Tag: classification

Since 1764, Lloyd’s Register has published annually what is basically the definitive list of ocean-going vessels in the world.  Our office – and many other maritime offices worldwide – use these “registers” regularly, since they contain valuable, authoritative information on ship size, carrying capacity, age, builder, and equipment, to name a few.  We keep our old Lloyd’s Registers, since they can serve as a valuable reference for name changes, retrofits, prior owners, or scrapped vessels in our valuation and forensic investigations.  It’s interesting to see the change in style, and in size, of the Lloyd’s Registries over the years.


But my personal favorites are our 1940s Lloyd’s Registers:


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Technology failures are inevitable. The trick is to keep failures to a minimum and to keep failures in the “mostly harmless” category. Certain types of equipment can fail and the failure does not result in consequences that are too serious, while other types of equipment failures can make a mess of things almost right away. Ship’s steering gear undoubtedly belongs in the latter category, and, therefore, steering gear normally gets special attention in its design and construction. In our office we have had a spate of steering gear failure investigations lately and very interestingly they all seem to have different causes.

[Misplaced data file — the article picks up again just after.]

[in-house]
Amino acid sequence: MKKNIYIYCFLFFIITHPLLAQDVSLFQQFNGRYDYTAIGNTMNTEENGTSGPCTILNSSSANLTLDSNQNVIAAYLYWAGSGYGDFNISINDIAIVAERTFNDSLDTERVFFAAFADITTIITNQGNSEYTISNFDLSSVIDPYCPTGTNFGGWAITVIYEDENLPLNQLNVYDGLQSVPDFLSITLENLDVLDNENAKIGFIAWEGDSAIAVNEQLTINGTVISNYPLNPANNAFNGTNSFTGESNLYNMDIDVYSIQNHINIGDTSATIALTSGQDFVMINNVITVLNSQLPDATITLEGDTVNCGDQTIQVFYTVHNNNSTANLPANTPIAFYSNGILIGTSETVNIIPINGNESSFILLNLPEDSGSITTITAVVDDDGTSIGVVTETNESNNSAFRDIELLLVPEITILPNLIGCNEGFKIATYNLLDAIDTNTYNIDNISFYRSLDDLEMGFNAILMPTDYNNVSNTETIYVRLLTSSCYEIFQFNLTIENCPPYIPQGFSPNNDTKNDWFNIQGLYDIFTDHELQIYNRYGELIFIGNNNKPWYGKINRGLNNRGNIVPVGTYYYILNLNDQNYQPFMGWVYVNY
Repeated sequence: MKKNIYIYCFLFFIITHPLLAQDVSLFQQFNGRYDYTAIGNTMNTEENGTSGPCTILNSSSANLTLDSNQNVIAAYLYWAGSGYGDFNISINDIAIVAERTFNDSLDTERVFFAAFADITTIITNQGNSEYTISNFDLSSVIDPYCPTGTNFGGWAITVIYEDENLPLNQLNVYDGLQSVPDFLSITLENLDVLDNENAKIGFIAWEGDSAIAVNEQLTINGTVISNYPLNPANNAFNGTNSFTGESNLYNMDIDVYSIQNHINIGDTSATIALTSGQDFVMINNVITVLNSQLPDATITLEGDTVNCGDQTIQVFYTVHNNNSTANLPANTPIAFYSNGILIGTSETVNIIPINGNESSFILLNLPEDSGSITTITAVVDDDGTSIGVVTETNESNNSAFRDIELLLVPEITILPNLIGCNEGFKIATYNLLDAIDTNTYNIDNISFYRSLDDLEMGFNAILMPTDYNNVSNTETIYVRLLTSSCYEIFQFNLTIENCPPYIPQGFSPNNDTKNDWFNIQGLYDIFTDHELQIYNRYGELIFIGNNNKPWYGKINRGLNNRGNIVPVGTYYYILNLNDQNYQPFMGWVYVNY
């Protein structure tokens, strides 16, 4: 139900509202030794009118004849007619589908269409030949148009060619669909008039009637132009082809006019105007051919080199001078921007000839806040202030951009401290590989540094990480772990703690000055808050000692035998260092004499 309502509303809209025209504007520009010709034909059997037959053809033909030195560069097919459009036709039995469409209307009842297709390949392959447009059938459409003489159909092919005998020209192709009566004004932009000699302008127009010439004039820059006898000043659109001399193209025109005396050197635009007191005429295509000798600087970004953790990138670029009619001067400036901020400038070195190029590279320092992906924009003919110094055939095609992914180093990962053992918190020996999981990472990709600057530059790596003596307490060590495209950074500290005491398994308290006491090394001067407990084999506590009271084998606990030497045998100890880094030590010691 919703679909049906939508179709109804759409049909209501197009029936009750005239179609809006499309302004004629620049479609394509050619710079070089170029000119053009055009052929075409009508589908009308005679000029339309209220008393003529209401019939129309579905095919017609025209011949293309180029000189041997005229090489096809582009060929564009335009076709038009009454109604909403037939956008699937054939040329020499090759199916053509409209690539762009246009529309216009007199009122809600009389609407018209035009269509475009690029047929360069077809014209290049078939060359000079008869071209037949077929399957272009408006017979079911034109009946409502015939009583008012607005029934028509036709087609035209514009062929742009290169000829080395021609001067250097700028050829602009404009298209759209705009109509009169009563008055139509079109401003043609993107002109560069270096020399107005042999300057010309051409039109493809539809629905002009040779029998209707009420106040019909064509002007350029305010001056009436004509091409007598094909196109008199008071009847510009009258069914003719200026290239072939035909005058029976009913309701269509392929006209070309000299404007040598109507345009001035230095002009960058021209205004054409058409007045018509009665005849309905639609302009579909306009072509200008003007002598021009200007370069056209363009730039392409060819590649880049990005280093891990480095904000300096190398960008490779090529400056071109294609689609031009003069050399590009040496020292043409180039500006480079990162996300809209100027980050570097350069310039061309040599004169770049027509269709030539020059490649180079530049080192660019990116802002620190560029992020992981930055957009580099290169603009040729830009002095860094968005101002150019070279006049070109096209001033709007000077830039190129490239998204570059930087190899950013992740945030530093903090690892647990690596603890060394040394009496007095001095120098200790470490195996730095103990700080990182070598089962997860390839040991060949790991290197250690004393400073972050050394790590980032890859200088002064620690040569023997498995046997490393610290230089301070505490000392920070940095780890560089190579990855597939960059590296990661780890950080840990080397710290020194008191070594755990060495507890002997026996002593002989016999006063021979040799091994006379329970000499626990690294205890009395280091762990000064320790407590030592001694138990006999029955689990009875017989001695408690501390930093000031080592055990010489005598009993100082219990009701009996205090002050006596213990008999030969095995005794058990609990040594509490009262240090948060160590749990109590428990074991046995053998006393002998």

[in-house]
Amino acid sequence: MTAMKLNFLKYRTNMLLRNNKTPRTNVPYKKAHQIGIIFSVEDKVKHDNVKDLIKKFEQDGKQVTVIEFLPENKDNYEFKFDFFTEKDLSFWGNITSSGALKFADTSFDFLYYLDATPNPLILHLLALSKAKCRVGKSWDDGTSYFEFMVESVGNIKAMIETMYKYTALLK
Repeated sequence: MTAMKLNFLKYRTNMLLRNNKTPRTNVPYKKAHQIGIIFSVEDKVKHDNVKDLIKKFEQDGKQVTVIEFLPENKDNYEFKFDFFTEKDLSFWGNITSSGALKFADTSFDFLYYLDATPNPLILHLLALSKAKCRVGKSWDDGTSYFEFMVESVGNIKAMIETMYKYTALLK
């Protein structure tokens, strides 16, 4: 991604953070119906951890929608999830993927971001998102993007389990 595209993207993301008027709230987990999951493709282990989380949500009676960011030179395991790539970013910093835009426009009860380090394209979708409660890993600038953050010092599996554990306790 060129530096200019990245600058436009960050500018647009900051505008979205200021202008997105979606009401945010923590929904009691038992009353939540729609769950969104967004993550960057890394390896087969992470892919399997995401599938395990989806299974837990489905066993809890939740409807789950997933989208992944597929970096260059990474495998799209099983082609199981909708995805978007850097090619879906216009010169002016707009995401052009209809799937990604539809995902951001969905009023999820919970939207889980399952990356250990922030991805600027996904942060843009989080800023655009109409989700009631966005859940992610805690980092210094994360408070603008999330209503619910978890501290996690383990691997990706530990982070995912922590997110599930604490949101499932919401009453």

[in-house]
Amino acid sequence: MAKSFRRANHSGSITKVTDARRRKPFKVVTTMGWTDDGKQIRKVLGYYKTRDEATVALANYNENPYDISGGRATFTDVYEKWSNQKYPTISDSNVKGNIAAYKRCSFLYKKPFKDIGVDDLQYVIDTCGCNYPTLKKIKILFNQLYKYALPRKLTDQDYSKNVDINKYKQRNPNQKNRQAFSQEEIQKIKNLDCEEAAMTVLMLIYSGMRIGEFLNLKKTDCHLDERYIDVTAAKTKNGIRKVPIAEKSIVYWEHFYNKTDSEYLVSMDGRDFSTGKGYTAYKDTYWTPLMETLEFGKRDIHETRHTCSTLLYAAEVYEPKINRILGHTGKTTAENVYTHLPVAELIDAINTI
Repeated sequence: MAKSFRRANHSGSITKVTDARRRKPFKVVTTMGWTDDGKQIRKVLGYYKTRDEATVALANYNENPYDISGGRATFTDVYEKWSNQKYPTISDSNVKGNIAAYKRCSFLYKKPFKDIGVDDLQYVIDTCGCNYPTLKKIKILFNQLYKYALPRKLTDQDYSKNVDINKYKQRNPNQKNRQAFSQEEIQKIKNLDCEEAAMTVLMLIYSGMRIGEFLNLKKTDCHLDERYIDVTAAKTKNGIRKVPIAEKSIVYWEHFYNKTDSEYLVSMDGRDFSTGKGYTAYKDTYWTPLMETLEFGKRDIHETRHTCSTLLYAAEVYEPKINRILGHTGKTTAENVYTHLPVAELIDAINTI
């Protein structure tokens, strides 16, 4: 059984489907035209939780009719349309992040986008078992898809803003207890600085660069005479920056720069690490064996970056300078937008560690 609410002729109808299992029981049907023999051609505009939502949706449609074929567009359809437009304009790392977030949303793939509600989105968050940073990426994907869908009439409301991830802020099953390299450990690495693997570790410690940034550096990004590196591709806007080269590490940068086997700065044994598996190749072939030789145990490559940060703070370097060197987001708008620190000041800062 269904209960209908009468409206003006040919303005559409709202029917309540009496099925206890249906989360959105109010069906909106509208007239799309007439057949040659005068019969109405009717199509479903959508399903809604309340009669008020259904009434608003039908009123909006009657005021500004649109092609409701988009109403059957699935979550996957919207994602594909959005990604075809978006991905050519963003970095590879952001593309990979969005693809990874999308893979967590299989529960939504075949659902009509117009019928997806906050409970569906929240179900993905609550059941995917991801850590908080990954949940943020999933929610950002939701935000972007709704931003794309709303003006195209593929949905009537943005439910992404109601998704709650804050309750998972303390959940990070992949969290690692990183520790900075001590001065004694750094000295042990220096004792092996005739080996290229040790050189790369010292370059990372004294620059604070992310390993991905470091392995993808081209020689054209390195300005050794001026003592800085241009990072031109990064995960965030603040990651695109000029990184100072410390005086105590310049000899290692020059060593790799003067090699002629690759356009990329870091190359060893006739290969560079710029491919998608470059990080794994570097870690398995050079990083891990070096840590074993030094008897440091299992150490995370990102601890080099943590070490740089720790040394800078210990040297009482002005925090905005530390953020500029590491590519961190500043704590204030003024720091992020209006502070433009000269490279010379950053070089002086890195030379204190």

This is just a short list of recent steering gear failures that we were involved in:

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